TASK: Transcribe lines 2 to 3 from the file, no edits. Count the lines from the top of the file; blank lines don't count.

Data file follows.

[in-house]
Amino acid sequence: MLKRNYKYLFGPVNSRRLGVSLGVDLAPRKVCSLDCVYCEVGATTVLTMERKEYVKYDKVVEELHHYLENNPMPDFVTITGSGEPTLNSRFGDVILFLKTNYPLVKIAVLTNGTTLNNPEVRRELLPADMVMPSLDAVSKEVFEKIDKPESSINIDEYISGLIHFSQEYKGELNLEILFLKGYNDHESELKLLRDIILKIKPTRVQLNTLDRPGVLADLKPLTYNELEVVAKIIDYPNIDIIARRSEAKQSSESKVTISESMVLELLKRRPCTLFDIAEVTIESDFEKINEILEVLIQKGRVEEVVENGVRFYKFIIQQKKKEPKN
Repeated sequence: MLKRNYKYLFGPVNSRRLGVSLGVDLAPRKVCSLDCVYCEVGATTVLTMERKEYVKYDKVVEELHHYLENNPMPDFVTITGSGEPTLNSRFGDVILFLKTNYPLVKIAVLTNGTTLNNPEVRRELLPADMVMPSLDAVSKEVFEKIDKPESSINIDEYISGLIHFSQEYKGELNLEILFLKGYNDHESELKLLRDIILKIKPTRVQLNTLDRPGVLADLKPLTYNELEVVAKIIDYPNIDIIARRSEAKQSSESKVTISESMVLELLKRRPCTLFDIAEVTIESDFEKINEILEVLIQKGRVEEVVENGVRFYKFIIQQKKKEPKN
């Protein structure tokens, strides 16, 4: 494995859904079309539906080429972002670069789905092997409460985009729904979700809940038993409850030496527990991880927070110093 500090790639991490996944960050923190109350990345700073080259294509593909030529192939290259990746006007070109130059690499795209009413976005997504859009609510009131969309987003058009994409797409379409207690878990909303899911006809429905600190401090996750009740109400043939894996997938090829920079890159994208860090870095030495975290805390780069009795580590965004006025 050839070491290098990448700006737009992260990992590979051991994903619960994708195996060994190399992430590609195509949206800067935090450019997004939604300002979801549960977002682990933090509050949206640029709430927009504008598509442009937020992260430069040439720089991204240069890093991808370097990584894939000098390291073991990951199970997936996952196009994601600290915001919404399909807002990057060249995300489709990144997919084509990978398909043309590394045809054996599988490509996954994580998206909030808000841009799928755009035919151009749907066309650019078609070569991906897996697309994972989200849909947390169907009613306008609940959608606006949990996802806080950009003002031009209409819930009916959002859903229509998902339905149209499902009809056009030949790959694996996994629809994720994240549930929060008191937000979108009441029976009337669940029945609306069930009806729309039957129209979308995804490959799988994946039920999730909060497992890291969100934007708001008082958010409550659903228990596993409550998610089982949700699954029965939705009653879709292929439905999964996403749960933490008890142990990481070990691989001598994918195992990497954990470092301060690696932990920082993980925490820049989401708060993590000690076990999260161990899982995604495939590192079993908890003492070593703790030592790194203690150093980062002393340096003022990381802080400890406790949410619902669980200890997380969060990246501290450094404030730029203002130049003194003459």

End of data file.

Amino acid sequence: MLKRNYKYLFGPVNSRRLGVSLGVDLAPRKVCSLDCVYCEVGATTVLTMERKEYVKYDKVVEELHHYLENNPMPDFVTITGSGEPTLNSRFGDVILFLKTNYPLVKIAVLTNGTTLNNPEVRRELLPADMVMPSLDAVSKEVFEKIDKPESSINIDEYISGLIHFSQEYKGELNLEILFLKGYNDHESELKLLRDIILKIKPTRVQLNTLDRPGVLADLKPLTYNELEVVAKIIDYPNIDIIARRSEAKQSSESKVTISESMVLELLKRRPCTLFDIAEVTIESDFEKINEILEVLIQKGRVEEVVENGVRFYKFIIQQKKKEPKN
Repeated sequence: MLKRNYKYLFGPVNSRRLGVSLGVDLAPRKVCSLDCVYCEVGATTVLTMERKEYVKYDKVVEELHHYLENNPMPDFVTITGSGEPTLNSRFGDVILFLKTNYPLVKIAVLTNGTTLNNPEVRRELLPADMVMPSLDAVSKEVFEKIDKPESSINIDEYISGLIHFSQEYKGELNLEILFLKGYNDHESELKLLRDIILKIKPTRVQLNTLDRPGVLADLKPLTYNELEVVAKIIDYPNIDIIARRSEAKQSSESKVTISESMVLELLKRRPCTLFDIAEVTIESDFEKINEILEVLIQKGRVEEVVENGVRFYKFIIQQKKKEPKN